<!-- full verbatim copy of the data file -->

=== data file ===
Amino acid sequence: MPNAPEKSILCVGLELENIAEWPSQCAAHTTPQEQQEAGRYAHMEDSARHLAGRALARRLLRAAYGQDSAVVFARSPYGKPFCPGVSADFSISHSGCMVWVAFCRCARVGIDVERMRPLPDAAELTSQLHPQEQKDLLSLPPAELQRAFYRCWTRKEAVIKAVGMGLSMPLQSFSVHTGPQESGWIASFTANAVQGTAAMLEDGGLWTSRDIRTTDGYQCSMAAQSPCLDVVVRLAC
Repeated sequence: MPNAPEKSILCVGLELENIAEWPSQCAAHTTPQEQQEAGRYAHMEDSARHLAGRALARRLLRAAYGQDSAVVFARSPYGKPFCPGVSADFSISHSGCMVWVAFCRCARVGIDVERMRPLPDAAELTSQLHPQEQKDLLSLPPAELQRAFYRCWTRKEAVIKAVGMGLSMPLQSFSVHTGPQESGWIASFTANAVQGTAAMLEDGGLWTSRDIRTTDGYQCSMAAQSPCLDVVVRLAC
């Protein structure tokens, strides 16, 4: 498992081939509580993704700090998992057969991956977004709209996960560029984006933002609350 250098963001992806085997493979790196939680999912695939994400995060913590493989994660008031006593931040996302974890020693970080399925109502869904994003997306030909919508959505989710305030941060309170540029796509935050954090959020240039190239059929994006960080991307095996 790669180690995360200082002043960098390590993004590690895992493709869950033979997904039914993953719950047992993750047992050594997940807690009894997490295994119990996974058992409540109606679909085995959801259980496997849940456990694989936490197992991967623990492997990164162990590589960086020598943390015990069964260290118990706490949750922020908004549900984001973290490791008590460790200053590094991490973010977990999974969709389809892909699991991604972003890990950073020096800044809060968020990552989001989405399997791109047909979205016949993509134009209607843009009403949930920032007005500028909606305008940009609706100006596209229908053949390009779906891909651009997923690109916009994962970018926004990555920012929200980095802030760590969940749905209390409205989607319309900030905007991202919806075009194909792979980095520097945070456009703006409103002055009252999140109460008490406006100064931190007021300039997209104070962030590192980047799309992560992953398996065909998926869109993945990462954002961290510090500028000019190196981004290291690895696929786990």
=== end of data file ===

Amino acid sequence: MPNAPEKSILCVGLELENIAEWPSQCAAHTTPQEQQEAGRYAHMEDSARHLAGRALARRLLRAAYGQDSAVVFARSPYGKPFCPGVSADFSISHSGCMVWVAFCRCARVGIDVERMRPLPDAAELTSQLHPQEQKDLLSLPPAELQRAFYRCWTRKEAVIKAVGMGLSMPLQSFSVHTGPQESGWIASFTANAVQGTAAMLEDGGLWTSRDIRTTDGYQCSMAAQSPCLDVVVRLAC
Repeated sequence: MPNAPEKSILCVGLELENIAEWPSQCAAHTTPQEQQEAGRYAHMEDSARHLAGRALARRLLRAAYGQDSAVVFARSPYGKPFCPGVSADFSISHSGCMVWVAFCRCARVGIDVERMRPLPDAAELTSQLHPQEQKDLLSLPPAELQRAFYRCWTRKEAVIKAVGMGLSMPLQSFSVHTGPQESGWIASFTANAVQGTAAMLEDGGLWTSRDIRTTDGYQCSMAAQSPCLDVVVRLAC
């Protein structure tokens, strides 16, 4: 498992081939509580993704700090998992057969991956977004709209996960560029984006933002609350 250098963001992806085997493979790196939680999912695939994400995060913590493989994660008031006593931040996302974890020693970080399925109502869904994003997306030909919508959505989710305030941060309170540029796509935050954090959020240039190239059929994006960080991307095996 790669180690995360200082002043960098390590993004590690895992493709869950033979997904039914993953719950047992993750047992050594997940807690009894997490295994119990996974058992409540109606679909085995959801259980496997849940456990694989936490197992991967623990492997990164162990590589960086020598943390015990069964260290118990706490949750922020908004549900984001973290490791008590460790200053590094991490973010977990999974969709389809892909699991991604972003890990950073020096800044809060968020990552989001989405399997791109047909979205016949993509134009209607843009009403949930920032007005500028909606305008940009609706100006596209229908053949390009779906891909651009997923690109916009994962970018926004990555920012929200980095802030760590969940749905209390409205989607319309900030905007991202919806075009194909792979980095520097945070456009703006409103002055009252999140109460008490406006100064931190007021300039997209104070962030590192980047799309992560992953398996065909998926869109993945990462954002961290510090500028000019190196981004290291690895696929786990």